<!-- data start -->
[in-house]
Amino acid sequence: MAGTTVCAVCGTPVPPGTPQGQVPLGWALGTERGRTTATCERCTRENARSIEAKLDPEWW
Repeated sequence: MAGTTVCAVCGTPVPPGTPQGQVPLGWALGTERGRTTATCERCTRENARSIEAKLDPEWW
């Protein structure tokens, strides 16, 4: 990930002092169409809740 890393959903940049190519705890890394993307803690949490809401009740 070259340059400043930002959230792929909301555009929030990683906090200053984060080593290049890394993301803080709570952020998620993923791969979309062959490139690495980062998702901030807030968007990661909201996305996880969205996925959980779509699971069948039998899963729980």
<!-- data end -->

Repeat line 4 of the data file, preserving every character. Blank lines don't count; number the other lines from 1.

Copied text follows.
């Protein structure tokens, strides 16, 4: 990930002092169409809740 890393959903940049190519705890890394993307803690949490809401009740 070259340059400043930002959230792929909301555009929030990683906090200053984060080593290049890394993301803080709570952020998620993923791969979309062959490139690495980062998702901030807030968007990661909201996305996880969205996925959980779509699971069948039998899963729980």